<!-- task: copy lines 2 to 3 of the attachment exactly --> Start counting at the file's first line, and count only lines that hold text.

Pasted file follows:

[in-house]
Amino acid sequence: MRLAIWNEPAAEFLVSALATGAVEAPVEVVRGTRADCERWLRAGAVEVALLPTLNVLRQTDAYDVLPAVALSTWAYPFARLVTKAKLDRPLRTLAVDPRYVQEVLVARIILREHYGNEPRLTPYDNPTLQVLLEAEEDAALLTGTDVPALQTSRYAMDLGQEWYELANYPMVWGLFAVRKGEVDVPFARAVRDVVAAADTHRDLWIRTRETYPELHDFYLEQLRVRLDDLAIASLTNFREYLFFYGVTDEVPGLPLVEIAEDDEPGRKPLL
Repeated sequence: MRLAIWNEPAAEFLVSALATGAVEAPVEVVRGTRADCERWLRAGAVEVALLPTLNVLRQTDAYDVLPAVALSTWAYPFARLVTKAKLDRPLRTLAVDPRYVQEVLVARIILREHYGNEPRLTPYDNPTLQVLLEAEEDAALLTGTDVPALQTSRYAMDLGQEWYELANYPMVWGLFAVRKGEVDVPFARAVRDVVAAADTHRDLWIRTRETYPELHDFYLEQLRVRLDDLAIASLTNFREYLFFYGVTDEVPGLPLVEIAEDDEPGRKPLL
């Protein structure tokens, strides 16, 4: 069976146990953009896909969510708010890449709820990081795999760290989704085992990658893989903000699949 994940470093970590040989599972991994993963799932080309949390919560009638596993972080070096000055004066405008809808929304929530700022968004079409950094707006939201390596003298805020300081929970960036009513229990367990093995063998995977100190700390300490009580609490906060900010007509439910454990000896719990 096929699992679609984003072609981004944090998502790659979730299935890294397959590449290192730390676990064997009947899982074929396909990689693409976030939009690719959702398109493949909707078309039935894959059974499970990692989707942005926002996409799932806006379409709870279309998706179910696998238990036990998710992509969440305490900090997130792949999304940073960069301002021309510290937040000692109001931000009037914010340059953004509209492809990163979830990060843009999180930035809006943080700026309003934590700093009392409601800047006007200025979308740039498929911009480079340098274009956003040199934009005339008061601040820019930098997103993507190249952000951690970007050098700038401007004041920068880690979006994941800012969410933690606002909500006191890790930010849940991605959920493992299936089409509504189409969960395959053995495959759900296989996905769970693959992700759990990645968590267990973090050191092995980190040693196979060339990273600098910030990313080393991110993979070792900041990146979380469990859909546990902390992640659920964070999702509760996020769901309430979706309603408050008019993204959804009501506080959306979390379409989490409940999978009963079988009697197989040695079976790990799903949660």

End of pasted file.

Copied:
Amino acid sequence: MRLAIWNEPAAEFLVSALATGAVEAPVEVVRGTRADCERWLRAGAVEVALLPTLNVLRQTDAYDVLPAVALSTWAYPFARLVTKAKLDRPLRTLAVDPRYVQEVLVARIILREHYGNEPRLTPYDNPTLQVLLEAEEDAALLTGTDVPALQTSRYAMDLGQEWYELANYPMVWGLFAVRKGEVDVPFARAVRDVVAAADTHRDLWIRTRETYPELHDFYLEQLRVRLDDLAIASLTNFREYLFFYGVTDEVPGLPLVEIAEDDEPGRKPLL
Repeated sequence: MRLAIWNEPAAEFLVSALATGAVEAPVEVVRGTRADCERWLRAGAVEVALLPTLNVLRQTDAYDVLPAVALSTWAYPFARLVTKAKLDRPLRTLAVDPRYVQEVLVARIILREHYGNEPRLTPYDNPTLQVLLEAEEDAALLTGTDVPALQTSRYAMDLGQEWYELANYPMVWGLFAVRKGEVDVPFARAVRDVVAAADTHRDLWIRTRETYPELHDFYLEQLRVRLDDLAIASLTNFREYLFFYGVTDEVPGLPLVEIAEDDEPGRKPLL